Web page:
10. THE NATIONAL – Sad Songs for Dirty Lovers (2003)
This is the album where the National really established their sound. It begins with the brooding Cardinal Song, then moves into more upbeat tracks like Slipping Husband, before letting rip on highpoint Available where the guitars are turned up and singer Matt Berninger is reduced to screaming at the end of the song.
9. INTERPOL – Turn on the Bright Lights (2002)
Yes, it’s heavily influenced by Joy Division and late 70s/early 80s bands. But the band just get it so right. A lot of it is quite atmospheric (Untitled, Hands Away, Leif Erikson) but it also contains its fair share of anthems like Obstacle #1 and PDA. They tried for the rest of the decade to live up to this but didn’t quite manage it.
8. THE NATIONAL – Alligator (2005)
A great progression from Sad Songs for Dirty Lovers, the album is full of great songs like Karen, Lit Up and emotional songs like The Geese of Beverley Road. Most of the songs are downtempo, dominated by Matt Berninger’s baritone but also featuring great guitar work. You either buy into this or you don’t. It’s essentially a drinking album for those of us with a past…
7. QUEENS OF THE STONE AGE – Songs for the Deaf (2002)
A chaotic collection of metal, hard rock and heavy blues. It’s driven by Josh Homme but there’s a great mix of his songs and others sung by Mark Lanegan and screamed by Nick Olivieri. The songs are punctuated by snatches of radio which can be a little annoying, but at it’s best it’s driving rock that demands to be listened to.
6. EDDIE VEDDER – Into the Wild OST (2007)
On a personal level, this is the album I’ve been waiting for some time. I’ve always felt that Eddie Vedder had a way with a slow song and in my opinion he delivers them with pathos, along the lines of Bruce Springsteen. I’d love to hear Vedder’s version of Springsteen’s Nebraska album. While this is not the most varied collection it perfectly invokes Jon Krakauer’s novel.
5. SONIC YOUTH – Rather Ripped (2006)
This is the album where Sonic Youth left noise behind and turned in an album full of really good songs. Even Kim Gordon was somewhat tamed on this album which turns the noise down but the guitars up. The album is just great song after great song, many of which I feel justified in calling anthems.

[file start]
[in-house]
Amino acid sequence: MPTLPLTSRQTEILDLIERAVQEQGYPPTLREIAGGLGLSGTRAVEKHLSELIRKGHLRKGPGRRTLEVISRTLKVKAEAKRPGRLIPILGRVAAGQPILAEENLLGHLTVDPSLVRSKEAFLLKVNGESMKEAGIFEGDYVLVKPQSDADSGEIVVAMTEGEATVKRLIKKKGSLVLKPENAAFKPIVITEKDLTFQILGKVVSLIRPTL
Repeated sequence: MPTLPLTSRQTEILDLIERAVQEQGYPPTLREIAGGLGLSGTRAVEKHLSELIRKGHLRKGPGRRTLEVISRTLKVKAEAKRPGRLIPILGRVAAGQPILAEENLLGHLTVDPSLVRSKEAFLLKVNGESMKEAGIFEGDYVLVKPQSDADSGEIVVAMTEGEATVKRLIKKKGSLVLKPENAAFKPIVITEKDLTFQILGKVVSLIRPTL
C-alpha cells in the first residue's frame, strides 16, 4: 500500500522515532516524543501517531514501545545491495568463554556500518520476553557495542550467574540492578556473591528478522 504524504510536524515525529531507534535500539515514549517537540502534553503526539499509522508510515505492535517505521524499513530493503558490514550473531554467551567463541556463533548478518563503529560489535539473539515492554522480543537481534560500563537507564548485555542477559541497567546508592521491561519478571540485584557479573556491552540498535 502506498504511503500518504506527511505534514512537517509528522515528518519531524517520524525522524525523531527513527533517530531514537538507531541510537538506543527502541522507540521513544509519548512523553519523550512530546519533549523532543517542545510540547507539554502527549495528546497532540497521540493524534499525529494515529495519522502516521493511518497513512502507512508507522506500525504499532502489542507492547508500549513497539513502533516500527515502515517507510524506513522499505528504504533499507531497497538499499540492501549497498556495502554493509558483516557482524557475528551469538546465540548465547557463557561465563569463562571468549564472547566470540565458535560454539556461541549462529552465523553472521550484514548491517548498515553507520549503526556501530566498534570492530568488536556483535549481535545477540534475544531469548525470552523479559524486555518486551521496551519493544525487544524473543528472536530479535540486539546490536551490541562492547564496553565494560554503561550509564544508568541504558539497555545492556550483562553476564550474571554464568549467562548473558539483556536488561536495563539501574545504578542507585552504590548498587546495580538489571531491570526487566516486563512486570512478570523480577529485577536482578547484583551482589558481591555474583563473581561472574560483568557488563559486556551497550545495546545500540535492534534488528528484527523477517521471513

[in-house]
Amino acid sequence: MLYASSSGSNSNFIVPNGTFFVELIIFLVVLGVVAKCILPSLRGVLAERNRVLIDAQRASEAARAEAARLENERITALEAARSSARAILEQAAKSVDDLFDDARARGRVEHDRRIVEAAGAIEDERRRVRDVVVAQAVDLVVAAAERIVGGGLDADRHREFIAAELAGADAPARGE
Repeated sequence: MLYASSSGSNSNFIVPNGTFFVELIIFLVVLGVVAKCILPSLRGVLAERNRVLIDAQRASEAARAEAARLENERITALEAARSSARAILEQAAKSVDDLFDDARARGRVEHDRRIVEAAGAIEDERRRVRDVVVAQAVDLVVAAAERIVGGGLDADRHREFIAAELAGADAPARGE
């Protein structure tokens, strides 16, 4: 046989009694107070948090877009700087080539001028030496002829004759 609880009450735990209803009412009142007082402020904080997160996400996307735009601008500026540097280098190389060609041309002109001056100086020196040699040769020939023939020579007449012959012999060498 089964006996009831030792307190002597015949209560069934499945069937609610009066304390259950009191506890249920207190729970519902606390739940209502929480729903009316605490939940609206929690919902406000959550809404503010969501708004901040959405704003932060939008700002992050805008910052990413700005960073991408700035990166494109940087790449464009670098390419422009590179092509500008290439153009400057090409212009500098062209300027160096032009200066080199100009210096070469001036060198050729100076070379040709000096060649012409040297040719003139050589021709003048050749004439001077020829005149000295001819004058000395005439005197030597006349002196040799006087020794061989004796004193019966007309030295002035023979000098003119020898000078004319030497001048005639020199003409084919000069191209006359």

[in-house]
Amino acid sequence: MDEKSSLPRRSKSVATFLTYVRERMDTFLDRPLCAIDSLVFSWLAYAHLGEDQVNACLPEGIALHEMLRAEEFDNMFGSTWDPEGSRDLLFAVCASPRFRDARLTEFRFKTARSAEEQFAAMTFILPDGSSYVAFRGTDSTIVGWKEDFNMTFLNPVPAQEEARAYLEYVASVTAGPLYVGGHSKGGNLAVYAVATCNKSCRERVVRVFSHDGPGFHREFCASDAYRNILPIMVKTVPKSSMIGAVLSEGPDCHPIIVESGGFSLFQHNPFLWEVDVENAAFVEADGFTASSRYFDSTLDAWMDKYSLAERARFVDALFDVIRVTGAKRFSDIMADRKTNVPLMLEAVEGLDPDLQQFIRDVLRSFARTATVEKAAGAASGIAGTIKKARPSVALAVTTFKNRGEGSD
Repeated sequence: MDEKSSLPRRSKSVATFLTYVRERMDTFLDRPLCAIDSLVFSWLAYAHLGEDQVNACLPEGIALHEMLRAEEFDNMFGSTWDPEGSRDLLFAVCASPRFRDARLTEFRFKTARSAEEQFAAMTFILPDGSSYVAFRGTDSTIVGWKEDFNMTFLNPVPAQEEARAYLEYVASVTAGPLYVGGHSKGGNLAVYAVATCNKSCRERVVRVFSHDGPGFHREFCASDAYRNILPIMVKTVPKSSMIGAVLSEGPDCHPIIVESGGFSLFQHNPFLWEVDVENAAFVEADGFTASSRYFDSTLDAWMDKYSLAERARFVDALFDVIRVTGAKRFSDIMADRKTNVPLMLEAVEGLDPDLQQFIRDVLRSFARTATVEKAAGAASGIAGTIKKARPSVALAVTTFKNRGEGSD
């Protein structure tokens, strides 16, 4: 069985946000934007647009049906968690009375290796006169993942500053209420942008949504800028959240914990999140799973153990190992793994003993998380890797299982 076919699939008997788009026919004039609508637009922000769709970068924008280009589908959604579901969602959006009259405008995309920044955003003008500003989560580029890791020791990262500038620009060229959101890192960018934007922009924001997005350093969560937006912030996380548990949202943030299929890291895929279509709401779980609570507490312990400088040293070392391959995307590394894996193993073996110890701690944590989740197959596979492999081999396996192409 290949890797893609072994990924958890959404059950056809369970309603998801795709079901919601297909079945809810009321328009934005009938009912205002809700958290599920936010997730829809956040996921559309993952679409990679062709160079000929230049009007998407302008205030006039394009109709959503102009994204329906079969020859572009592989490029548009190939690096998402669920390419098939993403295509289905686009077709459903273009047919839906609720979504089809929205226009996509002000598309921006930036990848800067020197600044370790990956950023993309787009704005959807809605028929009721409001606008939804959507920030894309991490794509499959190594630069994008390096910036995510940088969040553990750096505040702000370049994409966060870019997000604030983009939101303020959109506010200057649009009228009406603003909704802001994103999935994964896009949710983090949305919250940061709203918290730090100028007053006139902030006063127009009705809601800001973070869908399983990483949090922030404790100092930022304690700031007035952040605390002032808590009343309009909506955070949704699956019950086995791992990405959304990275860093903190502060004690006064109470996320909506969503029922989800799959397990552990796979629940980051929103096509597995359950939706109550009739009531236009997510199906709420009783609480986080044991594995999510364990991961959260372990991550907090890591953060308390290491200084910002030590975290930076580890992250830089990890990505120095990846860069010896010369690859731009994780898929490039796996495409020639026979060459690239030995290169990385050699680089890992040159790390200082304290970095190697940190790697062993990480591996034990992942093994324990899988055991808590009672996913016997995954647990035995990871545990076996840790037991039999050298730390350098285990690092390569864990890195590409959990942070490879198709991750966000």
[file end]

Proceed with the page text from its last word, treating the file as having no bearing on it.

4. RYAN ADAMS – Love Is Hell (2003)
On this album Ryan Adams largely left alt-country behind and recorded album of rainy day mid-tempo downbeat anthems, drawing on The Smiths, Radiohead, Lloyd Cole and even Prince. Lost Highway did their best to sabotage it – they didn’t feel it had commercial appeal so they asked him to try again (he came back with Rock N Roll, possibly his weakest effort) and released Love Is Hell is 2 separate EPs. However a few months later the released it ‘as the artist originally’ intended, as one album. It hangs together well as an album, apart from his stripped down version of Oasis’ Wonderwall, a series of slightly mopey songs for those days when your nerve endings are a little frayed.
3. SUN KIL MOON – April (2008)
A great return to form for Mark Kozelek, who had got bogged down earlier in the decade with cover albums. This one is a great mix of acoustic guitar led ballads ie Lucky Man, Unlit Hallway, which features a nice touch of banjo and the beautiful Blue Orchids; and electric guitar workouts, the best of which being the 10 minute long Tonight the Sky which is very self-indulgent but also very good. It won’t convert a new generation of fans, but it definitely pleased this loyal fan.
2. THE NATIONAL – Boxer (2007)
The first thing that struck me with this album is they appear to have made the musical arrangements more complex. Everything from the guitar, bass, piano, drums and the brass featured on the album avoids the obvious route which works to the benefit of the songs. It’s not a huge departure from Alligator but the songs are exceptionally strong. Of the faster ones, Mistaken for Strangers, Brainy and Slow Show are very strong but the heart of the album for me is the last 4 tracks, which are mostly slow.
1. MARK LANEGAN BAND – Bubblegum (2004)
Lanegan probably had the most diverse career of the decade, with a plethora of collaborations, but this album showed his talents to the full. His great strength is that wonderful deep, gravelly voice, which dominates any of his songs. What was great about Bubblegum is it signalled a departure from previous solo albums, which are all kind of blues-folk in nature. This album also had some ‘blues-folk’ but mixed it up with some heavier tracks and also featured samples and electronics. It was as if the collaborative work he had been doing rubbed off. Some of the highlights are: Hit the City, a driving duet with PJ Harvey, the slinky Wedding Dress and emotional highlight One Hundred Days.